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Bankruptcy Appellate Panel Affirms Rare Undue Hardship Student Loan Discharge - In re Jorgensen

October 15, 2012

At Howard Law, P.C., our Riverside County individual bankruptcy lawyers often have to tell clients that student loans are rarely dischargeable in bankruptcy. More than 30 years ago, most loans were dischargeable; subsequent changes have exempted first loans involving a nonprofit, then almost all loans, from discharge unless the borrower can show "undue hardship." Undue hardship is not well defined, but it's generally considered a high bar, and few people are granted a discharge for undue hardship. The borrower who filed for bankruptcy in In re Jorgensen was an exception. Stacy Marie Jorgensen filed for bankruptcy after multiple treatments for pancreatic cancer drained her finances and left her too sick to work full time. She filed for Chapter 7 bankruptcy and was granted an undue hardship discharge of her loans; the Bankruptcy Appellate Panel of the Ninth Circuit later affirmed it.

Jorgensen was 44 with no dependents at the time of the decision, and an assistant professor of geography at the University of Hawai'i at Manoa. She made timely payments on loans of $36,284.81 from the time they started in 2002 until 2010, when she was diagnosed with cancer and obtained a forbearance. Her doctors currently say she is cancer free, but her treatments left her with problems so serious that she has trouble maintaining a full workload. She filed for Chapter 7 bankruptcy in October of 2010 and sought discharge of the student loans. Her paperwork showed more expenses than income; she testified to the bankruptcy court that she did not accept a payment plan with a reduced student loan payment because it didn't take into account her ability to pay. The bankruptcy court applied the Brunner test and determined that Jorgensen met all prongs, but nonetheless declined to discharge all of her student loan debt because it wasn't satisfied with her explanation of a car purchase or rent savings from a planned semester abroad. Nonetheless, it discharged all but $8,045.02 of her loans.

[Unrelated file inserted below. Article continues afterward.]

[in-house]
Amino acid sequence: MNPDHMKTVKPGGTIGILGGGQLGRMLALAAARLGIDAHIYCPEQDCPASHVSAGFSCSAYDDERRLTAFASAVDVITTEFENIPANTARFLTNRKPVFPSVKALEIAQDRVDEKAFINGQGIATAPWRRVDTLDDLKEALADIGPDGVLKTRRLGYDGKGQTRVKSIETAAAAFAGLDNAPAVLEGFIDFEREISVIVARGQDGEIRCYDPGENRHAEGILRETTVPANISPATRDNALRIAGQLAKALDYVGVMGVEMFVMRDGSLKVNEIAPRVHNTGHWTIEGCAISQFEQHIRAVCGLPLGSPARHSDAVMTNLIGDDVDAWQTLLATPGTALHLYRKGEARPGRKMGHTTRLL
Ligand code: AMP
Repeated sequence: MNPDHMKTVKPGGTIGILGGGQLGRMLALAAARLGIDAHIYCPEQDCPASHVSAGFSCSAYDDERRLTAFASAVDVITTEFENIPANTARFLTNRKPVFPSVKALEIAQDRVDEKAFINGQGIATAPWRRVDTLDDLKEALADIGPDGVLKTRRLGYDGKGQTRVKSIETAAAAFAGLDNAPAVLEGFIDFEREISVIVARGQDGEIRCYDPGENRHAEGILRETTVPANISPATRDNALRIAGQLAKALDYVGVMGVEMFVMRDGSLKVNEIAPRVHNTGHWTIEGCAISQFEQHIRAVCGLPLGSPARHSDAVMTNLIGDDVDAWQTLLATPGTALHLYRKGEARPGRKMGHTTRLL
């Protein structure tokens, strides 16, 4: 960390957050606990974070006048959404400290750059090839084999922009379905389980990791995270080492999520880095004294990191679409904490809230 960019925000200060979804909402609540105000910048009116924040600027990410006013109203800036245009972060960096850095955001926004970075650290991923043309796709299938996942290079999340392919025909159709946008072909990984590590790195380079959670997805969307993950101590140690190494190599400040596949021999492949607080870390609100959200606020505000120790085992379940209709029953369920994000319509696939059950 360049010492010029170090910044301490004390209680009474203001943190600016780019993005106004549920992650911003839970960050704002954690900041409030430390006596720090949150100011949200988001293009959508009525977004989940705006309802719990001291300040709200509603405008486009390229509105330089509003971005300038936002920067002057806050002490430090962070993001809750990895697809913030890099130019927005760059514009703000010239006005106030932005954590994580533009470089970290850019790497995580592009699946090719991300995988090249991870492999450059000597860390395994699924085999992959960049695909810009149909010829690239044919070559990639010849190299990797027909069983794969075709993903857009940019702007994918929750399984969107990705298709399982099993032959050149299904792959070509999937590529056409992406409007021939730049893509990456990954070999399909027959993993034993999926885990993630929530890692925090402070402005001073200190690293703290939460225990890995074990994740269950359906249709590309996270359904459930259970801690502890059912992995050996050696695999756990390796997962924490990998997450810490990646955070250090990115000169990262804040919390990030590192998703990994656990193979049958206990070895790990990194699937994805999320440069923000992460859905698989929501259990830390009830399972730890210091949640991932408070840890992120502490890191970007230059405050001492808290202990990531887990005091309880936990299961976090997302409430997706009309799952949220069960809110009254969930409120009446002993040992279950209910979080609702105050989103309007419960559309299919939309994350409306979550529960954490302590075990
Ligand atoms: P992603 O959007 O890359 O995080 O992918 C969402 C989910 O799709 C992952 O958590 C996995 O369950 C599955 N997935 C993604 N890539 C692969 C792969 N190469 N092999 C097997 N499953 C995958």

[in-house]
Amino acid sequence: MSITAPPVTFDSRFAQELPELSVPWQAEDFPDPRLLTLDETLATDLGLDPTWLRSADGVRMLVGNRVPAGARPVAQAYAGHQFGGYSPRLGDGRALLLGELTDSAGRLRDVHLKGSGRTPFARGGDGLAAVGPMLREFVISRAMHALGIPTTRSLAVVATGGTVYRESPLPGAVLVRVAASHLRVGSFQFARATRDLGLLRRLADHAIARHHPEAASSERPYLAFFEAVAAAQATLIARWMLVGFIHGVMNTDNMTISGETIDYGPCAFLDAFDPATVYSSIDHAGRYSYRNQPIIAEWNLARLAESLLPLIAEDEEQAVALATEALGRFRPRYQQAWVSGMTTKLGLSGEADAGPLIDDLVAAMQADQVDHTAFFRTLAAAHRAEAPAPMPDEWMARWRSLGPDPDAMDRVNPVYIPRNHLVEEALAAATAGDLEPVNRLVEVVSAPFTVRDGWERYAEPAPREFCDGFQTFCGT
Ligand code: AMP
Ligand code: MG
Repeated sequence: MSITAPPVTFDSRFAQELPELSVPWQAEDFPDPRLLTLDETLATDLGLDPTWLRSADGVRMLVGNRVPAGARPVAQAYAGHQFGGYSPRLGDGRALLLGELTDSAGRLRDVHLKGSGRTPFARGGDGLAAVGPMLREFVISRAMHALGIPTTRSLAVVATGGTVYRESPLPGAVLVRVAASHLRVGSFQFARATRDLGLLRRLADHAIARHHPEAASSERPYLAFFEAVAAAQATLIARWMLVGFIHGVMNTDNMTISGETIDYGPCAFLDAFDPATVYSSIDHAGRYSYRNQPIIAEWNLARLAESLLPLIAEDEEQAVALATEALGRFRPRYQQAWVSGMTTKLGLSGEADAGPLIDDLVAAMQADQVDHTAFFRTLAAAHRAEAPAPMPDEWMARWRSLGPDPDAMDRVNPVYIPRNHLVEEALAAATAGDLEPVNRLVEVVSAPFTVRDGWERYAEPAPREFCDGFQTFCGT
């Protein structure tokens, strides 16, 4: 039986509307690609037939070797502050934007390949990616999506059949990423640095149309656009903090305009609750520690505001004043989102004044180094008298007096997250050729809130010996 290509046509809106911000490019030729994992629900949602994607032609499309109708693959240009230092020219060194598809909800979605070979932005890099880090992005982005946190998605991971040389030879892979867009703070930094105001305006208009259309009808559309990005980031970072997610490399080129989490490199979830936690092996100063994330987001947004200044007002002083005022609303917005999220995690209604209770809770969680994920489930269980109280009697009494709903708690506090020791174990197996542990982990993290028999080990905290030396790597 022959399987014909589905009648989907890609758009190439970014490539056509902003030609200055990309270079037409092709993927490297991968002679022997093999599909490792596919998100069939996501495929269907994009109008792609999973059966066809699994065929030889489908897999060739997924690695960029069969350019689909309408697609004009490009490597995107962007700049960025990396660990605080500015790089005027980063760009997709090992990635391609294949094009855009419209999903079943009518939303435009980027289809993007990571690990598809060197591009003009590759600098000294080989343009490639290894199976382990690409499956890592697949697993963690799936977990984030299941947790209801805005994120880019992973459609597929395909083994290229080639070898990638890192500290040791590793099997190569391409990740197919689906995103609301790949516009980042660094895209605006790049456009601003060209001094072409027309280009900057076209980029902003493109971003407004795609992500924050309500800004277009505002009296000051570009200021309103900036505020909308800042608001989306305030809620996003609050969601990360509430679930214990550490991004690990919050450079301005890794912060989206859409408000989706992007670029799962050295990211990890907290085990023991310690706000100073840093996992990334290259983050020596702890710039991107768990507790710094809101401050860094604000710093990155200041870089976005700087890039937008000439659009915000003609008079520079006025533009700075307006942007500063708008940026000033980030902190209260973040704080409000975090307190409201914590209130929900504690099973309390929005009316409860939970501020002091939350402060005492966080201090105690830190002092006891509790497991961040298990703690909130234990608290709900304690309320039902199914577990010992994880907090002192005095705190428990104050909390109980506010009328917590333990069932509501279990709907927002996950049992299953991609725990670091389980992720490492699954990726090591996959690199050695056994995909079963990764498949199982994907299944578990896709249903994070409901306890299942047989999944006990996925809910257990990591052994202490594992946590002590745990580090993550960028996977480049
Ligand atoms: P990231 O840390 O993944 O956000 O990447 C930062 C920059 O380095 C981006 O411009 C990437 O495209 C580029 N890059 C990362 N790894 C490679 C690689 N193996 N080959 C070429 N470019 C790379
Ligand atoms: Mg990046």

Her lender, Educational Credit Management Corporation, appealed, but the BAP of the Ninth Circuit affirmed the partial discharge. Under the Brunner test, a hardship discharge is appropriate when the debtor 1) cannot maintain a minimal standard of living if required to repay the loans; 2) circumstances suggest that this will persist for a significant portion of the repayment period; and 3) the debtor has made a good-faith effort to repay the loans. Furthermore, bankruptcy courts have discretion to order partial discharges if they feel all three prongs only apply to some of the debt. In this case, the panel agreed with the bankruptcy court that all three prongs were met, but that a reduction was appropriate to account for the "windfall" Jorgensen received by not paying rent while teaching abroad, and for the payments on a car Jorgensen could have waited to purchase. Deferring greatly to the bankruptcy court as fact finder, the BAP affirmed its judgment.

Vincent Howard and our Colton consumer bankruptcy attorneys are pleased to see a rare success for a bankruptcy filer seeking to discharge student loan debt. The issue of student loans and bankruptcy is becoming visible nationwide, as education debt climbs and jobs remain relatively scarce. It's rare (though not rare enough) that people are driven into bankruptcy by a diagnosis with an aggressive cancer, but many more bankruptcy filers are simply overwhelmed by their student loan debt and unable to modify it because of the non-dischargeability rule. Student loan debt is one of the few kinds of debt that is treated this way, and critics say the rule is nothing more than a gift to the financial industry without a solid public policy goal behind it. Vincent Howard and our Anaheim personal bankruptcy lawyers would be pleased to see any of the proposed policy changes take place.

Based in Santa Ana, Howard Law represents Californians of all backgrounds who are considering bankruptcy protection as a way to deal with overwhelming debt. If you'd like to learn more about your rights and your options, call Vincent Howard and our team today at 1-800-872-5925 or send us a message online.

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